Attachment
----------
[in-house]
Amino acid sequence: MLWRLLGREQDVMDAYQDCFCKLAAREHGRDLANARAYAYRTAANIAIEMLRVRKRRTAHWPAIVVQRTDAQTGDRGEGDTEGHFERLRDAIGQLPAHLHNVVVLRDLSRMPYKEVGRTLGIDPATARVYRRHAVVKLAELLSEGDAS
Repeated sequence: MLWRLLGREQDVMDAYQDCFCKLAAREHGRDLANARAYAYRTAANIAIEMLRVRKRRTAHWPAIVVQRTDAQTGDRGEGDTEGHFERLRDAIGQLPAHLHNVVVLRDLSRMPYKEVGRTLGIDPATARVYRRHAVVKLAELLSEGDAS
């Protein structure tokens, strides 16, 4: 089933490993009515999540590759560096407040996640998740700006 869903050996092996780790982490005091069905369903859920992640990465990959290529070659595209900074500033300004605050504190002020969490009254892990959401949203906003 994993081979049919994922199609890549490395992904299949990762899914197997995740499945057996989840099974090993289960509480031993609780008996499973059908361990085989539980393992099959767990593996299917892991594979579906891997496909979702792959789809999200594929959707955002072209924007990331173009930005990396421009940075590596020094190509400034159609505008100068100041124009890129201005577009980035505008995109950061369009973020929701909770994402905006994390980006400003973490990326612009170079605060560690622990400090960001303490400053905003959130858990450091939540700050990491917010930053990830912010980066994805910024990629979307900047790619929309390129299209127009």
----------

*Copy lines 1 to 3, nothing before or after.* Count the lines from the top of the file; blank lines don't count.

[in-house]
Amino acid sequence: MLWRLLGREQDVMDAYQDCFCKLAAREHGRDLANARAYAYRTAANIAIEMLRVRKRRTAHWPAIVVQRTDAQTGDRGEGDTEGHFERLRDAIGQLPAHLHNVVVLRDLSRMPYKEVGRTLGIDPATARVYRRHAVVKLAELLSEGDAS
Repeated sequence: MLWRLLGREQDVMDAYQDCFCKLAAREHGRDLANARAYAYRTAANIAIEMLRVRKRRTAHWPAIVVQRTDAQTGDRGEGDTEGHFERLRDAIGQLPAHLHNVVVLRDLSRMPYKEVGRTLGIDPATARVYRRHAVVKLAELLSEGDAS